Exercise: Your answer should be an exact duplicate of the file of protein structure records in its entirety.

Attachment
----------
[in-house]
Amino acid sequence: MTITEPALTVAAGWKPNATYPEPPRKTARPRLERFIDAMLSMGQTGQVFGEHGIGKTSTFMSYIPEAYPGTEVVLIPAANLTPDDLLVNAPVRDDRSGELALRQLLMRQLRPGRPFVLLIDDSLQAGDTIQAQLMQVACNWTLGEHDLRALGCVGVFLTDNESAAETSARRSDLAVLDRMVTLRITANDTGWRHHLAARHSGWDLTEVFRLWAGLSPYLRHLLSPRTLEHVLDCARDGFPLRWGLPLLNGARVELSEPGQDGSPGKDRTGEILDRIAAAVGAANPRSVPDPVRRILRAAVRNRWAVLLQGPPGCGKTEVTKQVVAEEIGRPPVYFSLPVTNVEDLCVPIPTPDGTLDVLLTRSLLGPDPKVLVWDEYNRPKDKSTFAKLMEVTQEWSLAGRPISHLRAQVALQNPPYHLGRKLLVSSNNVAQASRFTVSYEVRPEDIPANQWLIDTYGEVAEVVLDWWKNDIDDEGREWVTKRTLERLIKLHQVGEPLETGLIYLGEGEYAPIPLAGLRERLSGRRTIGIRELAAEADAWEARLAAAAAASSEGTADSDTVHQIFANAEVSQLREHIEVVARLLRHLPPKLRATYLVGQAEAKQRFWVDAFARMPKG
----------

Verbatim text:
[in-house]
Amino acid sequence: MTITEPALTVAAGWKPNATYPEPPRKTARPRLERFIDAMLSMGQTGQVFGEHGIGKTSTFMSYIPEAYPGTEVVLIPAANLTPDDLLVNAPVRDDRSGELALRQLLMRQLRPGRPFVLLIDDSLQAGDTIQAQLMQVACNWTLGEHDLRALGCVGVFLTDNESAAETSARRSDLAVLDRMVTLRITANDTGWRHHLAARHSGWDLTEVFRLWAGLSPYLRHLLSPRTLEHVLDCARDGFPLRWGLPLLNGARVELSEPGQDGSPGKDRTGEILDRIAAAVGAANPRSVPDPVRRILRAAVRNRWAVLLQGPPGCGKTEVTKQVVAEEIGRPPVYFSLPVTNVEDLCVPIPTPDGTLDVLLTRSLLGPDPKVLVWDEYNRPKDKSTFAKLMEVTQEWSLAGRPISHLRAQVALQNPPYHLGRKLLVSSNNVAQASRFTVSYEVRPEDIPANQWLIDTYGEVAEVVLDWWKNDIDDEGREWVTKRTLERLIKLHQVGEPLETGLIYLGEGEYAPIPLAGLRERLSGRRTIGIRELAAEADAWEARLAAAAAASSEGTADSDTVHQIFANAEVSQLREHIEVVARLLRHLPPKLRATYLVGQAEAKQRFWVDAFARMPKG